The state of Alaska said Thursday that it plans to intervene to oppose an Exxon Mobil Corp. lawsuit that seeks to block Los Angeles-based Atlantic Richfield's sale of its Alaskan operations to Phillips Petroleum Co.
Alaska Gov. Tony Knowles said that state will ask Los Angeles County Superior Court to give it equal standing with Arco, Phillips and BP Amoco, whom Exxon Mobil named in the suit. That would allow the state to call and cross-examine witnesses.
The suit, filed March 24 in Los Angeles, seeks a preliminary injunction against the sale. A hearing has been scheduled for April 26. Knowles said Exxon Mobil Chief Executive Lee Raymond assured him that the company isn't trying to interfere with BP Amoco's $27-billion buyout of Arco.
"What they say and what they do are in contradiction," Knowles said.
BP Amoco and Arco are the two biggest producers of Alaskan oil, with Exxon Mobil a distant third. Exxon Mobil, based in Irving, Texas, has said it is concerned about who will operate Arco's fields and how they will be operated.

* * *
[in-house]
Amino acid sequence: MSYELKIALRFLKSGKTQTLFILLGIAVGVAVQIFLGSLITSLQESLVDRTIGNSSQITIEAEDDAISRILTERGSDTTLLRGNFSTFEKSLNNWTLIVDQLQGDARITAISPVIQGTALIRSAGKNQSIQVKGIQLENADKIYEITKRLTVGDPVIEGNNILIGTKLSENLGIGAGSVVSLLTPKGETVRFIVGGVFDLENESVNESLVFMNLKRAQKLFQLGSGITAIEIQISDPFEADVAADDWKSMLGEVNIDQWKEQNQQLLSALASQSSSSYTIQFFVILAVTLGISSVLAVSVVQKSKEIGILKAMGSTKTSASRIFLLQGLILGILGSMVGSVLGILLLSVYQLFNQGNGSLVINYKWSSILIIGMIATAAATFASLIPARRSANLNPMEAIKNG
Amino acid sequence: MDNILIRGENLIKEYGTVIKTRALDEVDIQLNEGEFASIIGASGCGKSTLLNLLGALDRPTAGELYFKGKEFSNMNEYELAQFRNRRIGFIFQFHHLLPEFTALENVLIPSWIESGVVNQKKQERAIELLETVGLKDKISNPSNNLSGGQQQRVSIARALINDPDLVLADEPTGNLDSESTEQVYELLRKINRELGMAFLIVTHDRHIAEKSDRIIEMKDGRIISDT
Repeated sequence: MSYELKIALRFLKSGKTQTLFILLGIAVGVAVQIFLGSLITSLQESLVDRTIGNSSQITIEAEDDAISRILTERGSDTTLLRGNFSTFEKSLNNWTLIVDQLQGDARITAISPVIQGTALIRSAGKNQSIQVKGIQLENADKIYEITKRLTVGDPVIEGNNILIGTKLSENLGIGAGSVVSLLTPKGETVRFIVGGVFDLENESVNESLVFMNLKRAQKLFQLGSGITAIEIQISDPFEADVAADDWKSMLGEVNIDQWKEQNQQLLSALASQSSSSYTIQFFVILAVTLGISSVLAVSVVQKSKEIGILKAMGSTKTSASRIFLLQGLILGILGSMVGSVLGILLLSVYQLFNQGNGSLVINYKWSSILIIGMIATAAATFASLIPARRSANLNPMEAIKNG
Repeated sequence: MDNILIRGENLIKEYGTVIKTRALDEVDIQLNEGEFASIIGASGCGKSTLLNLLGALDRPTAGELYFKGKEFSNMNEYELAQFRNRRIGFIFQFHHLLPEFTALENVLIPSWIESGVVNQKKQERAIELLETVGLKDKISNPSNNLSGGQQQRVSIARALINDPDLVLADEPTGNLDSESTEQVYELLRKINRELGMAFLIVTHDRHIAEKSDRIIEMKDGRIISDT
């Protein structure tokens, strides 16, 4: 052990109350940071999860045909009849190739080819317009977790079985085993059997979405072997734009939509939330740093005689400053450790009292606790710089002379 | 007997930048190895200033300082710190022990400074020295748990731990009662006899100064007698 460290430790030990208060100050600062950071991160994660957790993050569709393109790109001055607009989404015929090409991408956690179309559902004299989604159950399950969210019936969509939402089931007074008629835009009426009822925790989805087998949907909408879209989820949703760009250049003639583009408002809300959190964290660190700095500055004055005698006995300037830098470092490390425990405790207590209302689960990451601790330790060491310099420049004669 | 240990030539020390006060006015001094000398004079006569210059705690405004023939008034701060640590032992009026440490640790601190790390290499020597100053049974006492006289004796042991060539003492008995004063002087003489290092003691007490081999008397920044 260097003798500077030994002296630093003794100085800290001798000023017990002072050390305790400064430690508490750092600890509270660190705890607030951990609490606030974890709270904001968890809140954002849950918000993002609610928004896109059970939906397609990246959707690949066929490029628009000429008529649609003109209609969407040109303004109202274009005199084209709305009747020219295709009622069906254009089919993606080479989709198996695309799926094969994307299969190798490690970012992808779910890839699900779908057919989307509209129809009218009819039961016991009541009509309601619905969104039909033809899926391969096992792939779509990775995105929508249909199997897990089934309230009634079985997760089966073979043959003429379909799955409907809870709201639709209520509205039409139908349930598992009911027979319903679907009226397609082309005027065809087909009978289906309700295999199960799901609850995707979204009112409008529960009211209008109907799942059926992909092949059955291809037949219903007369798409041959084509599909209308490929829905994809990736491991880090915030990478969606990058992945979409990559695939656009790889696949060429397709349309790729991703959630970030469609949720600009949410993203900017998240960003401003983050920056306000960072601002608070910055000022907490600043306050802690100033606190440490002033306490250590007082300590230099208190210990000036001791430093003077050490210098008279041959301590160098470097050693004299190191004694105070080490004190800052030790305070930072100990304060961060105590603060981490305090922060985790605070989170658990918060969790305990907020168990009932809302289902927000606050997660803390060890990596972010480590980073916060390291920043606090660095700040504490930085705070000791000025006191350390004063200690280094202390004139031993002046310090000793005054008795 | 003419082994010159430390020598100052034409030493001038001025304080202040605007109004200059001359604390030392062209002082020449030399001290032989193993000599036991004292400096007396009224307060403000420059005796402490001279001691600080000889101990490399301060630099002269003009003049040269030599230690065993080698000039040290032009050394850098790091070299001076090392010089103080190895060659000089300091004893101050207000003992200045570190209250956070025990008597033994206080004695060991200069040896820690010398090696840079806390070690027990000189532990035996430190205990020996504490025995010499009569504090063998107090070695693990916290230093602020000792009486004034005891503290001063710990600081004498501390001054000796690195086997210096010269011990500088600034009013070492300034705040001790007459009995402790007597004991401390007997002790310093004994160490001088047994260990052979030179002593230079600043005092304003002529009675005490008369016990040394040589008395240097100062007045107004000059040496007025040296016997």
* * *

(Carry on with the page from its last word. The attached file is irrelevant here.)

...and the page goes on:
Alaska has urged the Federal Trade Commission to approve the BP Amoco-Arco merger. Knowles said the state would ask both the FTC and California to help resolve the dispute with Exxon Mobil.
In New York Stock Exchange trading, Exxon Mobil shares fell $1.88 to close at $78.63. Arco rose $2.50 to close at $82.69, while Bartlesville, Okla.-based Phillips rose $1.19 to close at $45.63. London-based BP Amoco's American depositary receipts rose $1.63 to close at $51.94 on the NYSE.
BP Amoco and Arco agreed March 15 to sell Arco's Alaska business to Phillips for about $7 billion to win FTC approval of their merger. Exxon Mobil's suit is based on its rights of first refusal to buy some of the Arco assets, which date to agreements from 1964.